Everything in this design is geared to supporting the quality of life and dignity of the patients
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Most people feel connected to the place where they live. It’s what they call home, where they feel safe and protected, where they can live as they wish. Therefore, when they can no longer live independently, the transition to a nursing home can be a drastic event. Vulnerable seniors have to adapt to new daily routines, new social networks and unfamiliar surroundings. A carefully designed environment has a positive influence on the wellbeing and safety of residents.
Combining a meeting place and a nursing home in one and the same building creates maximum flexibility for future use. In terms of height and scale, the design of the complex blends into the surroundings, making the most of the compact site. Thanks to its striking circular shape, the building is visible from every angle, clearly rooted in its context and in the community.
The meeting place is located on the ground floor. Public functions such as the grand café, music room, auditorium and information centre give the building an inviting and open character. All spaces have large, tall windows that offer views of the street, giving passers-by a glimpse of what’s going on inside the building.
The nursing home is located on the first and second floors. A nursing home usually has a dual character, as an institution and as a home. People with dementia can suffer from stress because of unexpected stimuli from sounds, smells and light, which can express itself in fear or aggression. A carefully designed environment can reduce stress. Everything in this design is geared to supporting the quality of life and dignity of the patients.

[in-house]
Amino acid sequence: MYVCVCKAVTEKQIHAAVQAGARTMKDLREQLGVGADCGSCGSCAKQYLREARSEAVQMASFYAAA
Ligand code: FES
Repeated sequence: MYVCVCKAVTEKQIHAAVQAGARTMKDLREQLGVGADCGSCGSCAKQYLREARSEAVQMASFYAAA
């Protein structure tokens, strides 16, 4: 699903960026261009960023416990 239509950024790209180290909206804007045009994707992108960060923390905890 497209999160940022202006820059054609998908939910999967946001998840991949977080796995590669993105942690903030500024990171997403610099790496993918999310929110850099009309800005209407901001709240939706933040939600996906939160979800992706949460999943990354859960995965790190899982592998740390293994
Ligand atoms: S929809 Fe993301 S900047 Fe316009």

All twin and four-person rooms are designed in such a way that the residents can see outside from their bed without having to look past the bed of another resident. Daylight penetrates deep into the bedrooms, positively benefitting the wellbeing of residents. People with dementia need plenty of light, and small changes in lighting conditions over the course of a day positively affect the biorhythm. A screen around the bed absorbs unexpected sounds, thereby reducing stress caused by sound. All care units open onto small inner gardens to enhance the sense of home, which also reduces stress caused by a change in living environment.
The shape of the building means that corridors are compact and always connected to the façade with large windows, allowing plenty of daylight to enter and offering views of the green roofs. The high levels of light reduce the risk of falls, and views of the surroundings improve orientation. Corridors also feature small experience corners where residents can rest, reducing the tendency to wander around. All corridors lead to living rooms to encourage residents to undertake activities and dine together. Living rooms also feature small corners into which residents can retreat if they need more privacy. A narrow, open kitchen enhances the sense of home.
A central indoor or outdoor space plays an important role in traditional Korean architecture. Because of the limited space for construction, the roofs are used as public space, providing a garden, a play area, and a place for socializing, both for residents of the home and for people living nearby. Each care unit is connected to a large roof terrace where vegetables can be grown, small animals kept, and fruit trees planted. Visitors to the 50+ centre can maintain the gardens together with staff, family members and residents.
Height differences between roofs are used to distinguish the various areas from one another. Places that require more protection are situated on higher levels, but they remain connected to the outdoor green area. Connections with the surroundings are strengthened further by two ramps that provide public access to the roof terrace.